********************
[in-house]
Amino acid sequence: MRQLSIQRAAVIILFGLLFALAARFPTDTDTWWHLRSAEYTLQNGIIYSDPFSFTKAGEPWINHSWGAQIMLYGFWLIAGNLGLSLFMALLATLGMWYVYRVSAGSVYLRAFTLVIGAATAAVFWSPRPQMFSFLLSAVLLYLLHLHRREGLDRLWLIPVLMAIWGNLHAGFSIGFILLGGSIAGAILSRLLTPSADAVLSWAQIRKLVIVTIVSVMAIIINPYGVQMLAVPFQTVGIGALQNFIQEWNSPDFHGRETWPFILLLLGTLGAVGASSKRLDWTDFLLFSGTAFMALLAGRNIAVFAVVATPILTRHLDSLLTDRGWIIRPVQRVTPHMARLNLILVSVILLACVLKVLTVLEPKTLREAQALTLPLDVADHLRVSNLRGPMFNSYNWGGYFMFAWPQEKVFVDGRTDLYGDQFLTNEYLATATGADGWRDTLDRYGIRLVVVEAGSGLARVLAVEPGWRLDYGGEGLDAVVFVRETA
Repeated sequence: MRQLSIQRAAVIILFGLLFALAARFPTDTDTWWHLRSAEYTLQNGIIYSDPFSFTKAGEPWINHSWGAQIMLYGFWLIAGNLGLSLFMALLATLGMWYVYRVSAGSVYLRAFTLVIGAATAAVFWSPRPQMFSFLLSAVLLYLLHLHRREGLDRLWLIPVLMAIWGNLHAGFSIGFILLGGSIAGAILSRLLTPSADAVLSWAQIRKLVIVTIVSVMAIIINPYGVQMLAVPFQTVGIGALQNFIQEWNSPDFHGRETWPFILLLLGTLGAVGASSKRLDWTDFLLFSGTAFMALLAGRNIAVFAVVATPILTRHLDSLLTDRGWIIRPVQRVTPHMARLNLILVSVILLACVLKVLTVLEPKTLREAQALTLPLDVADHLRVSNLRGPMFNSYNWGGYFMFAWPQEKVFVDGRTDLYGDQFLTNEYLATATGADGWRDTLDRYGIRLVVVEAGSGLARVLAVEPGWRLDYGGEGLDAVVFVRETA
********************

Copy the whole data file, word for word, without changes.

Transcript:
[in-house]
Amino acid sequence: MRQLSIQRAAVIILFGLLFALAARFPTDTDTWWHLRSAEYTLQNGIIYSDPFSFTKAGEPWINHSWGAQIMLYGFWLIAGNLGLSLFMALLATLGMWYVYRVSAGSVYLRAFTLVIGAATAAVFWSPRPQMFSFLLSAVLLYLLHLHRREGLDRLWLIPVLMAIWGNLHAGFSIGFILLGGSIAGAILSRLLTPSADAVLSWAQIRKLVIVTIVSVMAIIINPYGVQMLAVPFQTVGIGALQNFIQEWNSPDFHGRETWPFILLLLGTLGAVGASSKRLDWTDFLLFSGTAFMALLAGRNIAVFAVVATPILTRHLDSLLTDRGWIIRPVQRVTPHMARLNLILVSVILLACVLKVLTVLEPKTLREAQALTLPLDVADHLRVSNLRGPMFNSYNWGGYFMFAWPQEKVFVDGRTDLYGDQFLTNEYLATATGADGWRDTLDRYGIRLVVVEAGSGLARVLAVEPGWRLDYGGEGLDAVVFVRETA
Repeated sequence: MRQLSIQRAAVIILFGLLFALAARFPTDTDTWWHLRSAEYTLQNGIIYSDPFSFTKAGEPWINHSWGAQIMLYGFWLIAGNLGLSLFMALLATLGMWYVYRVSAGSVYLRAFTLVIGAATAAVFWSPRPQMFSFLLSAVLLYLLHLHRREGLDRLWLIPVLMAIWGNLHAGFSIGFILLGGSIAGAILSRLLTPSADAVLSWAQIRKLVIVTIVSVMAIIINPYGVQMLAVPFQTVGIGALQNFIQEWNSPDFHGRETWPFILLLLGTLGAVGASSKRLDWTDFLLFSGTAFMALLAGRNIAVFAVVATPILTRHLDSLLTDRGWIIRPVQRVTPHMARLNLILVSVILLACVLKVLTVLEPKTLREAQALTLPLDVADHLRVSNLRGPMFNSYNWGGYFMFAWPQEKVFVDGRTDLYGDQFLTNEYLATATGADGWRDTLDRYGIRLVVVEAGSGLARVLAVEPGWRLDYGGEGLDAVVFVRETA